FDA OKs Phase 2 Trial Design for Xanamem
The U.S. Food and Drug Administration (FDA) has given positive feedback to Actinogen’s pre-investigational new drug (pre-IND) submission regarding Xanamem, its experimental oral therapy for fragile X syndrome.
In a written response following a pre-IND meeting with Actinogen, the FDA agreed the data gathered and the proposed trial design would be sufficient to support an IND application, depending on the review of additional documentation.
A pre-IND meeting helps create a strategy for the therapy’s development process by reviewing the clinical trial design, sharing ideas, and understanding the specific expectations and requirements for a future IND application.
“The FDA’s positive Pre-IND advice for FXS marks a significant milestone in the clinical development of our second disease program. It provides greater confidence that we will obtain support from the FDA for the investigation of Xanamem in this disease that has a high unmet medical need for effective therapies,” Actinogen CEO Steven Gourlay, MD, said in a press release.
Actinogen plans to submit an IND for a Phase 2 trial — to be called XanaFX and to take place in Australia — that will test Xanamem in adolescents with fragile X by the third quarter of this year. The trial’s start date is scheduled for the end of the year.
The 12-week trial will assign up to 40 boys with fragile X, ages 12–18, randomly to one of two different doses of Xanamem or a placebo. The goal is to assess the safety and efficacy of Xanamem. Effectiveness will be measured by changes in levels of anxiety, sleep patterns, and behavioral issues.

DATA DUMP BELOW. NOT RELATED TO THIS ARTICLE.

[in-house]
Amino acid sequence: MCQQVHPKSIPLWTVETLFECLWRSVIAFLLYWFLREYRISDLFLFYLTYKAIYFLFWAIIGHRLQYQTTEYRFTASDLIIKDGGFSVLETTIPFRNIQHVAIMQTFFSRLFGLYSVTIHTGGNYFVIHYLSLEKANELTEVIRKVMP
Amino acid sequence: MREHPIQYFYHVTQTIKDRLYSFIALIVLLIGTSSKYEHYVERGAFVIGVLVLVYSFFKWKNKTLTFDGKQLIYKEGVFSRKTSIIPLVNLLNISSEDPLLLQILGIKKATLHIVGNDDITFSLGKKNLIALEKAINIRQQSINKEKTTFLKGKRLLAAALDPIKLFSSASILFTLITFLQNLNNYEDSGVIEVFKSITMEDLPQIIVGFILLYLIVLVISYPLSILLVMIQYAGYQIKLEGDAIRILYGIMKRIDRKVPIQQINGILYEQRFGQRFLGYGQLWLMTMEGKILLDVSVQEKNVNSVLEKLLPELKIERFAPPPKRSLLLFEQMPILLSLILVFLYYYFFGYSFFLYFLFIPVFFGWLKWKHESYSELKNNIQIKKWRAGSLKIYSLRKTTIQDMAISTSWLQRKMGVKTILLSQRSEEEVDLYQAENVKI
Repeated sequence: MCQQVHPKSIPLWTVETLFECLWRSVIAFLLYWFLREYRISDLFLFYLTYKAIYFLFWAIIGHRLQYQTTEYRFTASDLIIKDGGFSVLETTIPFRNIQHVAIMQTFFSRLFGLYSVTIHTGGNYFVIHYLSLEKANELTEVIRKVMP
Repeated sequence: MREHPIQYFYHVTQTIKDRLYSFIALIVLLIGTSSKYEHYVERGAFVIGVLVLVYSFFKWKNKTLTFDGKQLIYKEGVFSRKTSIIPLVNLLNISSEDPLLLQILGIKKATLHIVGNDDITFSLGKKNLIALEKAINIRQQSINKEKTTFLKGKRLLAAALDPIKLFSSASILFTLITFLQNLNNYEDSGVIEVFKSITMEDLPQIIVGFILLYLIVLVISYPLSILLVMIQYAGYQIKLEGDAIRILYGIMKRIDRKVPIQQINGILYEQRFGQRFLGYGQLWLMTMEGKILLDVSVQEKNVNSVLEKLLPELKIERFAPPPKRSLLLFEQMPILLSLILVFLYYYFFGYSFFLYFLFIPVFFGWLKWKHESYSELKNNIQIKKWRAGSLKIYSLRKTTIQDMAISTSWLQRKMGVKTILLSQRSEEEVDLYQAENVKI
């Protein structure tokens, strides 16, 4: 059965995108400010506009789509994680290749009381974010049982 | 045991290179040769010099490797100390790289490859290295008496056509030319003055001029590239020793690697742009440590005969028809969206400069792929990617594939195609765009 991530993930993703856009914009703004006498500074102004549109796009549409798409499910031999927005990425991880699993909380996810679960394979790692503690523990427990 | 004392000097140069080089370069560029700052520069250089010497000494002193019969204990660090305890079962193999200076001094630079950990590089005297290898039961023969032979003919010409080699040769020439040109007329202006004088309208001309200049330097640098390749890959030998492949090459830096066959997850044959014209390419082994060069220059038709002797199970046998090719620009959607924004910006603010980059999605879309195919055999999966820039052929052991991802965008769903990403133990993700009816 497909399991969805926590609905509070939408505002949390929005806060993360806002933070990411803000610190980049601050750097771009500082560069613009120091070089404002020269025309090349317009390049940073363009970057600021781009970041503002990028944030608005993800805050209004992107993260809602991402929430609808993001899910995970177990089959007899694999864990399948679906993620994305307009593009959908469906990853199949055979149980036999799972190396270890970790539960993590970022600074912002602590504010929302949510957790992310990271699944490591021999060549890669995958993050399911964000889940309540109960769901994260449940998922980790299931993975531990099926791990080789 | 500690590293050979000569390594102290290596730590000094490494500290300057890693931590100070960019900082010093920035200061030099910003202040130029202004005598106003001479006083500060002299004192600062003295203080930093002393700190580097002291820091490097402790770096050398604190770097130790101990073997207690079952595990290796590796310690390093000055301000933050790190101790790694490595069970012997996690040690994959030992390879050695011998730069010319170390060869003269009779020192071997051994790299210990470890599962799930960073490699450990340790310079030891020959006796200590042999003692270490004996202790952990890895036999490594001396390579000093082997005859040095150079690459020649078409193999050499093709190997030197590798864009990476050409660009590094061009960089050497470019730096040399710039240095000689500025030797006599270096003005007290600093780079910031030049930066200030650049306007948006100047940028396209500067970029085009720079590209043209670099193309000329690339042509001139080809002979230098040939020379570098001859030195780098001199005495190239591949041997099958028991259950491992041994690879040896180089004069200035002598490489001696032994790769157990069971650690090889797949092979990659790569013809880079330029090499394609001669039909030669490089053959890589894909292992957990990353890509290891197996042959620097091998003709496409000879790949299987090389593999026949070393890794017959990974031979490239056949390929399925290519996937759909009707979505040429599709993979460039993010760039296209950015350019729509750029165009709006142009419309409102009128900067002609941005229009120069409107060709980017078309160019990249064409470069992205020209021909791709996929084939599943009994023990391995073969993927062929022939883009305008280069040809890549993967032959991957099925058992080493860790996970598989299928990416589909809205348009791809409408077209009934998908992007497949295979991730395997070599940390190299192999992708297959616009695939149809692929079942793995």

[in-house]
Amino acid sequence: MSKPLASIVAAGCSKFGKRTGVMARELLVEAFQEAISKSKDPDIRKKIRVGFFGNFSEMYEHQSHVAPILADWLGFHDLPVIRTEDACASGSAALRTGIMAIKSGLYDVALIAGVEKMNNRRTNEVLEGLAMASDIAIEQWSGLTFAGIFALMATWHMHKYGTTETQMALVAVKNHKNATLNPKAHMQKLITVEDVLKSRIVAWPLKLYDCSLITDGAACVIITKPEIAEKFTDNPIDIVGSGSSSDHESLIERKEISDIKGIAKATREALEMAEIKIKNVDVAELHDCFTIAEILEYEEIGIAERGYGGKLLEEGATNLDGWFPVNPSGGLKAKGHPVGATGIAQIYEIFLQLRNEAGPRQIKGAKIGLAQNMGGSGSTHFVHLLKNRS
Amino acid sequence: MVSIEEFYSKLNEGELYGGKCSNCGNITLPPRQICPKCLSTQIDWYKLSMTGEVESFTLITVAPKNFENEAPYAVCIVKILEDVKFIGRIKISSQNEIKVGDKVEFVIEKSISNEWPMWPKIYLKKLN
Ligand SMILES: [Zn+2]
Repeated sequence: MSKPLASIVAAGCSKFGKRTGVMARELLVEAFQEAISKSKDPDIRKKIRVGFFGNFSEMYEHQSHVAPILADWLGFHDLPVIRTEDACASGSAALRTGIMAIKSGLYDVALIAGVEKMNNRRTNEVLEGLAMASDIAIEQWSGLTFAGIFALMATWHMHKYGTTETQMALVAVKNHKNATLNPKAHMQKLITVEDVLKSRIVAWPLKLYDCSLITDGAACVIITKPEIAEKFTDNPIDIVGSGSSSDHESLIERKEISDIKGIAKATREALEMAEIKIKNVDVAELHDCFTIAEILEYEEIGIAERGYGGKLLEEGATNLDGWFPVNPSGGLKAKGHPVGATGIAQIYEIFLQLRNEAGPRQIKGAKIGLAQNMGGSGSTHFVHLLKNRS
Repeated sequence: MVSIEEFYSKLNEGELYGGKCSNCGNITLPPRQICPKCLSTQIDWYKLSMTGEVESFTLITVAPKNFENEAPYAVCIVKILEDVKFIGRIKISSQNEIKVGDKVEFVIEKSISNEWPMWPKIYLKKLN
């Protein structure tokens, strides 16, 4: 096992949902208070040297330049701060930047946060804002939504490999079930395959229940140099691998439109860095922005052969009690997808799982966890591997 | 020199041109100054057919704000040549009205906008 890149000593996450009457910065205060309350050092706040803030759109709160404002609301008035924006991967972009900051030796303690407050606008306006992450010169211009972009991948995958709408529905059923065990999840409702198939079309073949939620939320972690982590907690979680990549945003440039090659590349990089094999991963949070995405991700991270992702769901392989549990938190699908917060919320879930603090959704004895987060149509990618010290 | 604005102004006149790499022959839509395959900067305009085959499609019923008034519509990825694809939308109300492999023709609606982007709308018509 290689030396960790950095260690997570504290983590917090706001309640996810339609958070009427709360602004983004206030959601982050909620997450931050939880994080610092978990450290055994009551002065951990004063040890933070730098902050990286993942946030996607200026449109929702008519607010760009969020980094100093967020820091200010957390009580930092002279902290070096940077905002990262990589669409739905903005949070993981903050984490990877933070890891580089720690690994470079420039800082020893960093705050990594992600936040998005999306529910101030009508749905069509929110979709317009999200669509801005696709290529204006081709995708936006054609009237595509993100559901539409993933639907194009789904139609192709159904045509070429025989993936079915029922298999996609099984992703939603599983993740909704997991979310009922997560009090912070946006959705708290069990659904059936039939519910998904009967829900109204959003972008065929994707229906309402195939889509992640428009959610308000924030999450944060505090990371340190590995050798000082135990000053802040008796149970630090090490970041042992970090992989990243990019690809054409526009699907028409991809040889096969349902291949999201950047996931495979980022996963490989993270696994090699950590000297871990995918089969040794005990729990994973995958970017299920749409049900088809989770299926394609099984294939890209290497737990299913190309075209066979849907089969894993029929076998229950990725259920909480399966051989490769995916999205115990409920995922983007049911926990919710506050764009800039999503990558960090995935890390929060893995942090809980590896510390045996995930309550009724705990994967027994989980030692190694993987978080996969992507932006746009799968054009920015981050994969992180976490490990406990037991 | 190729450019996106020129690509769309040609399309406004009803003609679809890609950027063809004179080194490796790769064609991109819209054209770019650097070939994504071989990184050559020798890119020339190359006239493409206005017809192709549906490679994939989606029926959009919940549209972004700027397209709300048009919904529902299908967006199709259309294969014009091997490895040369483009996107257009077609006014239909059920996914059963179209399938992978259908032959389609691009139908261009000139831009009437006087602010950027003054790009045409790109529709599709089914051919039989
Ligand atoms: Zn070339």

According to Actinogen, approval of its IND by the FDA, despite not being mandatory for conducting the trial in Australia, makes sure it follows all the agency’s requirements and is in agreement with international regulatory standards.
“There are no currently approved therapies for FXS. The Company is advancing the planning for its Phase II XanaFX trial which is expected to commence by the end of the year. Actinogen is now positioned to progress its clinical programs with multiple Phase II trials and is well funded to advance the development pipeline,” Gourlay said.
Xanamem works by blocking the cortisol-activating enzyme 11beta-HSD1, which is found at high levels in brain regions associated with cognition and memory.
Elevated cortisol can cause profound alterations to the brain that affect cognition and behavior. By blocking 11beta-HSD1, Xanamem is expected to inhibit cortisol production.